As the Trump administration has sought to isolate Iran, the deals have been sweetened with promises of business opportunities or economic aid. Israel’s new partners have also enjoyed bilateral benefits from Washington – in Rabat’s case, U.S. recognition of its sovereignty over the Western Sahara.

“This type of agreement (with Israel) will help have a better interaction between communities and people,” Moroccan Tourism Minister Nadia Fettah Alaoui told I24 television.

During the visit, Ben-Shabbat and Kushner will see Morocco’s King Mohammed VI, Israeli officials said. Moroccan and Israeli officials are also scheduled to sign accords on linking up aviation and financial systems, on visas and water management.

The delegates’ plane, painted with the Hebrew, Arabic and English words for “peace” and a Maghreb good-luck talisman, had a low-key reception at Rabat airport. Moroccan officials describe their deal with Israel as a restoration of mid-level ties that Rabat cooled in 2000 in solidarity with Palestinians.

Israel and Morocco now plan to reopen mutual “liaison offices.” Israel hopes these will be upgraded to embassies.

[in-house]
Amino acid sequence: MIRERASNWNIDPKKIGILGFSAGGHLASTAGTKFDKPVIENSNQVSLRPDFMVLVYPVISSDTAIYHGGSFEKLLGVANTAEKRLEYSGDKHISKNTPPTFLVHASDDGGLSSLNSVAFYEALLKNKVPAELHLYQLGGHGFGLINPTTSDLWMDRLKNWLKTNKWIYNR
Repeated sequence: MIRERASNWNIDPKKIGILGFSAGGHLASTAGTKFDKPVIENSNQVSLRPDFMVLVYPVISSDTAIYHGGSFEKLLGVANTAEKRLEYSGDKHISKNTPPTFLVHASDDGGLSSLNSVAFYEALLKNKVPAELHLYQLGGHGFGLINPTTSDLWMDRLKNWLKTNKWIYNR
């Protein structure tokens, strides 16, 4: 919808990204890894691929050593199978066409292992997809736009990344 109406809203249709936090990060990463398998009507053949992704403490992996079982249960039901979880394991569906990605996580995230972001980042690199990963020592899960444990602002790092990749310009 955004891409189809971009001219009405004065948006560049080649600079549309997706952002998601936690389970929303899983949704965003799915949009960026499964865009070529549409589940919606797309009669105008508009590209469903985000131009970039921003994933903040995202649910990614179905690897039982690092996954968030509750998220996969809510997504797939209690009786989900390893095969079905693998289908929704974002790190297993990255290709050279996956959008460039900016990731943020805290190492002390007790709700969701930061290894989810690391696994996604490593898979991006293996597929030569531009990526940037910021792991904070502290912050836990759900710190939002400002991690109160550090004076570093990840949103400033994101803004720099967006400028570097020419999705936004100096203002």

(Writing by Dan Williams; Editing by Andrew Heavens and Mark Heinrich)

Kushner to lead U.S. delegation to Israel, Morocco

By Steve Holland

WASHINGTON (Reuters) – White House senior adviser Jared Kushner will lead a U.S. delegation to Israel and Morocco next week for discussions on the normalization deal the two Middle East countries reached last week, a senior administration official said on Tuesday.

The U.S. delegation and an Israeli team will join together and take the first direct commercial flight from Tel Aviv to Rabat as a sign of progress after the Israel-Morocco deal that Kushner helped broker, the official told Reuters.

Kushner, Middle East envoy Avi Berkowitz and Adam Boehler, chief executive officer of the U.S. International Development Finance Corporation, will leave for Israel on Monday.

While in Jerusalem, Kushner, who is U.S. President Donald Trump’s son-in-law, is to hold talks with Israeli Prime Minister Benjamin Netanyahu, the official.

El Al is expected to be the airliner for the first direct flight from Tel Aviv to Rabat that the Kushner team and a delegation led by Israeli national security adviser Meir Ben-Shabbat will take, the official said.

The Israel-Morocco deal was the fourth that the United States helped broker, following similar agreements between Israel and the United Arab Emirates, Bahrain and Sudan.

Kushner and his team are still holding talks with other countries from the Arab and Muslim world.

(Reporting by Steve Holland; Editing by Howard Goller)